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Behavioral Perspectives on Violent Behavior (From Handbook of Psychological Approaches With Violent Offenders: Contemporary Strategies and Issues, P 39-66, 1999, Vincent B. Van Hasselt and Michel Hersen, eds. - See NCJ-179662)

NCJ Number
Michael T. Nietzel; Dawn M. Hasemann; Donald R. Lynam
Date Published
28 pages
After reviewing the major behavioral theories of criminal offending, this chapter integrates behaviorally based explanations of violent offending with empirically supported biological and sociological findings on violence to arrive at a comprehensive, multifactor theory of violent offending.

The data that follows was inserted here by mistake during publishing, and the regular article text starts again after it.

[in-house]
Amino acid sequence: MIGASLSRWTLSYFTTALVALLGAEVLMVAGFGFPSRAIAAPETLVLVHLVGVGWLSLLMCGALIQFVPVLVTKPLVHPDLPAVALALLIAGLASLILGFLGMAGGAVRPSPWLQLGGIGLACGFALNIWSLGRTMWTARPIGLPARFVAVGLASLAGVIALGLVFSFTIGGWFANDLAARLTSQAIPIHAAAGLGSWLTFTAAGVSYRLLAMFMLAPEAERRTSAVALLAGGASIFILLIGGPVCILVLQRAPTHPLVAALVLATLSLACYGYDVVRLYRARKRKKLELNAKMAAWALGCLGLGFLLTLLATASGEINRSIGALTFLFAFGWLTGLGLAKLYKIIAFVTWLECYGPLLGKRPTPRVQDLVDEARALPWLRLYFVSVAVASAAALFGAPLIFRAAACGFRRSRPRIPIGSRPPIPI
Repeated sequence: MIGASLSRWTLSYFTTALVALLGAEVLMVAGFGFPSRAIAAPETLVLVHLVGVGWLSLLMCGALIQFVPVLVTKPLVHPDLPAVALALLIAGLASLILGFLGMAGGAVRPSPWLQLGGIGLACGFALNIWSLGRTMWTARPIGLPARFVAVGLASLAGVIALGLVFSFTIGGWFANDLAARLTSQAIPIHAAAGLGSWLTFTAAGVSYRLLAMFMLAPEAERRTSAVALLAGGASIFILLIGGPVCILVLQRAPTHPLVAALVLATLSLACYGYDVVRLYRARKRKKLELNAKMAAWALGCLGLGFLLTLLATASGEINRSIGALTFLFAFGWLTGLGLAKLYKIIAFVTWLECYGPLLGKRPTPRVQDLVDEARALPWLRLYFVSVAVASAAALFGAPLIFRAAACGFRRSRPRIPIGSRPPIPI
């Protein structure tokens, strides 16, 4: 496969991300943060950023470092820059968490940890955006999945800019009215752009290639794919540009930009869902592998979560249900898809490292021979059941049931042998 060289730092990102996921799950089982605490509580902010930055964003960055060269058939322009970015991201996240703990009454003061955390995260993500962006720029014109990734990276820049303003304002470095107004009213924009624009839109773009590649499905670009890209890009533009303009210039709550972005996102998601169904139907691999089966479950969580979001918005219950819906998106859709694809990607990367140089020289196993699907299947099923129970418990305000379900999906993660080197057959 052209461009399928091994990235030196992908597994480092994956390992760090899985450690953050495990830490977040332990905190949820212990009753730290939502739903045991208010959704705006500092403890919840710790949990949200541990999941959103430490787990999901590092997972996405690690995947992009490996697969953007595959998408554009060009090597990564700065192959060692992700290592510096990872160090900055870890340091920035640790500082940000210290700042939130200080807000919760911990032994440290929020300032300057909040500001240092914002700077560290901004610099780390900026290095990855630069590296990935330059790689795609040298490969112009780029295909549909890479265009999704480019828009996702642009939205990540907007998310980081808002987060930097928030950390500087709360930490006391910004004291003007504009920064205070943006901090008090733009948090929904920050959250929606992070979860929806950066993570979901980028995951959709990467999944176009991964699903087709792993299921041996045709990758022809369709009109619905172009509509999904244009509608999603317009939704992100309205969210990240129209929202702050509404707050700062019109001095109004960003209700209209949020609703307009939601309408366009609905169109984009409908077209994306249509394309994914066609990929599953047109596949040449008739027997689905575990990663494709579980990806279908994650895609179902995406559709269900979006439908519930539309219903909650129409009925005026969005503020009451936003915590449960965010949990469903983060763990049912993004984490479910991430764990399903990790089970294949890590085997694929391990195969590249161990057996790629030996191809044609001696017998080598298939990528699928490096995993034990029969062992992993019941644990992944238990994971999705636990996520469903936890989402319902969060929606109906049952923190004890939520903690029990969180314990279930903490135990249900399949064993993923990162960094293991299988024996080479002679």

The behavioral theories of crime, violence, and aggression that are discussed include control theories, differential association-reinforcement theory, social-learning theory, and multiple-factor learning theories. Based on the authors' synthesizing of what is known about the empirical relationships between violent crime and various criminogenic factors, they propose that violent crime results from the influence of four categories of variables that unfold in a developmental sequence. The proposed model suggests that the probability of violent crime is increased by distal antecedents that involve biological, psychological, and environmental factors that make it easy for certain individuals to learn violent offending; by early indicators of poor behavioral control and externalizing behavioral problems that begin to surface in preschool and elementary school-aged children; by any of a set of family, peer, school, social, and individual factors that harden the early indicators of behavioral problems into chronic antisocial conduct; and by several maintenance variables that lead to a further entrenchment or escalation of violent behavior in adulthood, often culminating in recidivistic violence. A major implication of this model is the need for preventive interventions that target multiple risk factors for violence in developmentally appropriate ways. 3 notes and 240 references